I saw Thompson a few weeks ago and he struggled with command. I don’t think strike-throwing is a long-term issue here — at least not so much that it will prevent him from starting — but I do think it impacts the effectiveness of his slider and that the most important part of his development at the major-league level will be locating that pitch where he wants when he wants. It’s often plus and should be so consistently at maturity. Thompson had issues locating it for me for the first half of his start until a mid-game at-bat during which C Andrew Knapp called for six straight sliders. It was a great opportunity for Thompson to find his slider, and it worked: Thompson located it for the rest of his start. It’s his best option for swings and misses to both right- and left-handed hitters. It was anywhere from 83-86 during this particular start though I’ve seen it up to 87 in the past.

Thompson’s fastball sits 90-93 and tops out around 94. His low-80s changeup has average projection, as does his curveball, which is slower and more vertically oriented than his slider. It’s a league-average starter’s profile for me.

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The Five Best Sells of the Trade Deadline

Yesterday, I listed off my favorite win-now moves of the trade deadline. Today, we’re going to lavish some praise on some teams who also made good moves, but did so by looking to the future. These are the five moves I liked the most from the seller’s perspective.

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Sergio Romo Got Nearly the Dumbest Win Ever

Pitcher wins are a silly statistic, for all the reasons you know, and additional reasons you don’t. So we pretty much never talk about them — there was a time, once, when the analysts would rail against wins, but that battle is over. The analysts won. Wins carry less value than they ever have, and there’s a part of me that wonders why I’m even bothering to write this post in the first place.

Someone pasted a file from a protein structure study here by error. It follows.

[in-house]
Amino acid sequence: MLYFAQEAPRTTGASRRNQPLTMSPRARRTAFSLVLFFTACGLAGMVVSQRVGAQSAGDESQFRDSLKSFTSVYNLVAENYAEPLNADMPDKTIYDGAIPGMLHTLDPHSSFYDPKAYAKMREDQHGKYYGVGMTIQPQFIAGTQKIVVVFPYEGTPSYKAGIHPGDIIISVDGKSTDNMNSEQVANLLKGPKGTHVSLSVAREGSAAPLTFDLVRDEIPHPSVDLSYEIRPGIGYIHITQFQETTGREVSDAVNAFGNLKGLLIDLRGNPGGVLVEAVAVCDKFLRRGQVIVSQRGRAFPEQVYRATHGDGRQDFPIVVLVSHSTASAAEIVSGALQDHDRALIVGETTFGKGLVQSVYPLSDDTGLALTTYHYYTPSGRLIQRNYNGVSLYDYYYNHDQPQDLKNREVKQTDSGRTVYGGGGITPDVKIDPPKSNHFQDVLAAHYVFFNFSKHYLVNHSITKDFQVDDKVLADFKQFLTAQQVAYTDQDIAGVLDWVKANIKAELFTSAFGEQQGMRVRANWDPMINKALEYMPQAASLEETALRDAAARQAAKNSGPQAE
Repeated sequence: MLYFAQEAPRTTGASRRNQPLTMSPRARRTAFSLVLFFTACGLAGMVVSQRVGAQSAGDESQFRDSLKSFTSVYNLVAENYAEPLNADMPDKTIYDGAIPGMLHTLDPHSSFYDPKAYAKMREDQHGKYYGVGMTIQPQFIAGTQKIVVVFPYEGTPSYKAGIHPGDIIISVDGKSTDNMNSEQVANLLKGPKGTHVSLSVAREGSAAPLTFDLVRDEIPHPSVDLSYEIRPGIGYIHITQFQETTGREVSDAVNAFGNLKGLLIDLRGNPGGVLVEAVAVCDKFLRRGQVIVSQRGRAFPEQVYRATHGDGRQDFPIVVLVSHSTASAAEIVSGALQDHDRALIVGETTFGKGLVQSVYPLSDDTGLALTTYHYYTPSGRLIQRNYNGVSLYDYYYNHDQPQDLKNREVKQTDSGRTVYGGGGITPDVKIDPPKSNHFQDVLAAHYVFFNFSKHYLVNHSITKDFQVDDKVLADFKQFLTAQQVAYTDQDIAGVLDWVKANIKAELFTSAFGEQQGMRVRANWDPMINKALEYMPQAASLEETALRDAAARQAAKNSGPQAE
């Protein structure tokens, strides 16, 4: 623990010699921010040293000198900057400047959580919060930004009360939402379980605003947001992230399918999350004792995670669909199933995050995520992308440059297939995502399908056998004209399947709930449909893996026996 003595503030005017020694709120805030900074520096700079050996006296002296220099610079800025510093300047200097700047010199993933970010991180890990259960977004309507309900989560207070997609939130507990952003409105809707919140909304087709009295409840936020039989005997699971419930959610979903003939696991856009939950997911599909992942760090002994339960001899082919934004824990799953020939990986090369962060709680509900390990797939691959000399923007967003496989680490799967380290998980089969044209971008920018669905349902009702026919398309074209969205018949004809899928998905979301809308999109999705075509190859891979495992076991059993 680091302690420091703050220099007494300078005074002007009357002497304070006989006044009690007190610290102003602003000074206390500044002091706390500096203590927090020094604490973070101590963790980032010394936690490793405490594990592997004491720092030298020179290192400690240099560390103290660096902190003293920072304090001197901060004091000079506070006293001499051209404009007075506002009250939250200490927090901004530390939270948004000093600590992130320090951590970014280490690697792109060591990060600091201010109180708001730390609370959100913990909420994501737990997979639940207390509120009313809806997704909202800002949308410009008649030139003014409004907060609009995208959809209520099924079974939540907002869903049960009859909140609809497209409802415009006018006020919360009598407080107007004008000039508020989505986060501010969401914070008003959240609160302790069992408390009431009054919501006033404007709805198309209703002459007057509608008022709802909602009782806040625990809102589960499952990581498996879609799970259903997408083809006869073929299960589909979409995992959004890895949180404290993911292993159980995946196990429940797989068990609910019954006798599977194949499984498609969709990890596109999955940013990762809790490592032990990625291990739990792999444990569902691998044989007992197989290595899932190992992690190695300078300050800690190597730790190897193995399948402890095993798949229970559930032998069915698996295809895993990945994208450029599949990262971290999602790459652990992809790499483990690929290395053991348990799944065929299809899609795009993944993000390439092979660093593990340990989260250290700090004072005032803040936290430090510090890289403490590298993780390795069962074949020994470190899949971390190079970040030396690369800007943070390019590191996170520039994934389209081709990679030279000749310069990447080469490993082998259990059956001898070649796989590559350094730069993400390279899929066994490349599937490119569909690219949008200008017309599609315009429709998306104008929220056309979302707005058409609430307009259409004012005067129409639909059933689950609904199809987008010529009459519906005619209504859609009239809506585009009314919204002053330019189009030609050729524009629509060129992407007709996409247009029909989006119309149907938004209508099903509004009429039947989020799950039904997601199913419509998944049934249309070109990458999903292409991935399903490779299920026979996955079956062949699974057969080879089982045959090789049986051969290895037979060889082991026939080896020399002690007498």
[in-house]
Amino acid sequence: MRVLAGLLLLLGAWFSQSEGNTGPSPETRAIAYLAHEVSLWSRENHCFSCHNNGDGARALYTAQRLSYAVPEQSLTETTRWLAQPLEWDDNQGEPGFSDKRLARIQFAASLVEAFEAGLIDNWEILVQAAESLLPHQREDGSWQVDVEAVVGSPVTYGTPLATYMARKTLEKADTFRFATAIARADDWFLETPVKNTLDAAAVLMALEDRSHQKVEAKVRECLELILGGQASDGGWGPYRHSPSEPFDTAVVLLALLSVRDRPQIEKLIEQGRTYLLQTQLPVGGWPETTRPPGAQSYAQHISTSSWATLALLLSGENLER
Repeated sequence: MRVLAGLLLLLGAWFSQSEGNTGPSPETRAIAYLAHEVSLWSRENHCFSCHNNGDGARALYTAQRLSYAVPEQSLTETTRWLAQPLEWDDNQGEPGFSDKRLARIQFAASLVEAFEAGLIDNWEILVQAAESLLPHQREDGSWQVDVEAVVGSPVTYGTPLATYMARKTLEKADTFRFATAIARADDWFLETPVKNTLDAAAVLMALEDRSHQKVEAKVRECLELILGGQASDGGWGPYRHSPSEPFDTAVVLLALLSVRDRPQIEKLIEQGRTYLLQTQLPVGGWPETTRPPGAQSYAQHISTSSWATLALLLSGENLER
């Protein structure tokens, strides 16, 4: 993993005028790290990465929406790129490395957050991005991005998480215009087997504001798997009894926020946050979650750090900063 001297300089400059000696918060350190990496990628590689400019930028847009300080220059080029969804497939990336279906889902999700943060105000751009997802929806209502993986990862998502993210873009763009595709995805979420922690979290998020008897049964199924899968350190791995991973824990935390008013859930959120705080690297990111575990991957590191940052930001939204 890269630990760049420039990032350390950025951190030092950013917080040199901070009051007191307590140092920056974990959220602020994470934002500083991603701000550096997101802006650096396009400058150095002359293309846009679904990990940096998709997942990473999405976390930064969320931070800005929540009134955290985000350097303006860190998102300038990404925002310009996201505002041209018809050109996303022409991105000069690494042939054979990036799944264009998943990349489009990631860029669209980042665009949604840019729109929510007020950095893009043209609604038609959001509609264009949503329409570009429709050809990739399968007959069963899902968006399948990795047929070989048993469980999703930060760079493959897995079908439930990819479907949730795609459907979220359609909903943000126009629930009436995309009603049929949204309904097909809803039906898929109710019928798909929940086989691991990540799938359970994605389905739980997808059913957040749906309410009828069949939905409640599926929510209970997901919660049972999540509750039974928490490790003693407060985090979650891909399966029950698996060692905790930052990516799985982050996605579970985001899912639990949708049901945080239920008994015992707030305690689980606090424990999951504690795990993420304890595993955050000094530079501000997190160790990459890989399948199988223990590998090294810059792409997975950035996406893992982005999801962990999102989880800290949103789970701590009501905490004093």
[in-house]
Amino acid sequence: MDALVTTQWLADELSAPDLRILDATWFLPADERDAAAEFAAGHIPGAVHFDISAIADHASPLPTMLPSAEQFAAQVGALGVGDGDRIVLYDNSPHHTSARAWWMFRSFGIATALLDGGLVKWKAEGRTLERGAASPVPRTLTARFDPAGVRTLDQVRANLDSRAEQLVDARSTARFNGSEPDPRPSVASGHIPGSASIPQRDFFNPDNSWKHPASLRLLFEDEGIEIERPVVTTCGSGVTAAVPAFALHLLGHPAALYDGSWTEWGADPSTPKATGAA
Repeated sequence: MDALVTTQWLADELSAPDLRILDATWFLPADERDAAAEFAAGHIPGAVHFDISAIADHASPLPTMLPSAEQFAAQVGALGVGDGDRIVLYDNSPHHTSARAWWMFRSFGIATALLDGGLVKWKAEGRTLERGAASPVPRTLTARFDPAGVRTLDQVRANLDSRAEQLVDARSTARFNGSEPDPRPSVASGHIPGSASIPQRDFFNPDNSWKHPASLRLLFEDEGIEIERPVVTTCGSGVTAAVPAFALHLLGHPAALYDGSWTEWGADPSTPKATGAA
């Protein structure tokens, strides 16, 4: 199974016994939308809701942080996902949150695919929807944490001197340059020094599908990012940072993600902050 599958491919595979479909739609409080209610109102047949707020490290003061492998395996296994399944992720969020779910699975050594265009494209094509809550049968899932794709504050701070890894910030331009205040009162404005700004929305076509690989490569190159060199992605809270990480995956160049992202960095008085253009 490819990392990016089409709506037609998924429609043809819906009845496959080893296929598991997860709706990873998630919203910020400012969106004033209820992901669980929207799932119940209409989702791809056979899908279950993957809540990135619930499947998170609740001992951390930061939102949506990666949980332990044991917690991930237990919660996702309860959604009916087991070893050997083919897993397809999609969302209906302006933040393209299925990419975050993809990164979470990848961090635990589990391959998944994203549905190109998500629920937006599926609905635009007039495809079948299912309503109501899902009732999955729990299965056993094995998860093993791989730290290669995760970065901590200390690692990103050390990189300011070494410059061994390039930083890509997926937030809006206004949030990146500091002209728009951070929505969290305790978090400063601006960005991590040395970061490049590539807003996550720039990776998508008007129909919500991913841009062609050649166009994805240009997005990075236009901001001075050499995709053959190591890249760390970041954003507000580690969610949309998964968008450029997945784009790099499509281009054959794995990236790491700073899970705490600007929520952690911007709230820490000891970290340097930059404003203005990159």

But I just can’t not do it. For one thing, it’s Friday. Leave me alone. It’s August, and the trade deadline just passed, so, again, leave me alone. And even though we don’t talk about them, wins do still exist. Somebody hands them out, and they remain a part of the official records. So I want to take a few minutes of your time to discuss really dumb wins. Sergio Romo just got one Thursday. It was one of the very dumbest.

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Three Ways to a Super Sinker

Try to imagine the ideal sinker. What do you see? Probably a pitch that sits in the high 90s, right? And features tremendous sink and fade. And induces ground ball after ground ball. And, because it’s being thrown with max effort, probably one coming out of a reliever’s hand, right?

If you’re imagining a pitch that meets all four of those criteria, you probably see Blake Treinen throwing it. Or Sam Dyson. Or Zach Britton. If not, you should be.

If you limit the pool of commonly used sinkers to those which average 94 or more mph and then sort for sink, those three names soar to the top. And each gets to that movement in a different way.

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The Five Best Buys of the Trade Deadline

The 2016 trade deadline season culminated with 18 trades on Monday, wrapping a month that saw 45 different deals struck over the course of the month. We wrote about basically every trade, often from multiple angles, and attempted to break down each team’s expected return for each deal. Now, as a bit of a recap, I’m going to look at my favorite acquisitions over the last month. Today, we’ll focus on the buyer side of things, looking at the teams that I think did the best in upgrading their roster for the stretch run. Tomorrow, we’ll tackle the seller side of things, looking at who looks to have gotten the most future value, relative to what we expected, by moving veterans for younger talent.

Keep in mind that I’m not just looking at the teams that improved themselves the most, but also at the acquisition cost; you can make a big splash and add a few wins to your roster while still hurting your franchise long-term. Of course, it’s also easy to make a minor deal that doesn’t cost you much and doesn’t improve your chances of winning all that much either, so while there were some smaller deals that I liked, I gave preference to the deals that I think could have a real impact on the playoff races. These are the deals that I think helped contenders upgrade in a significant way without sacrificing too much long-term value in order to do so.

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KATOH Trade-Deadline Roundup: Prospects and Teams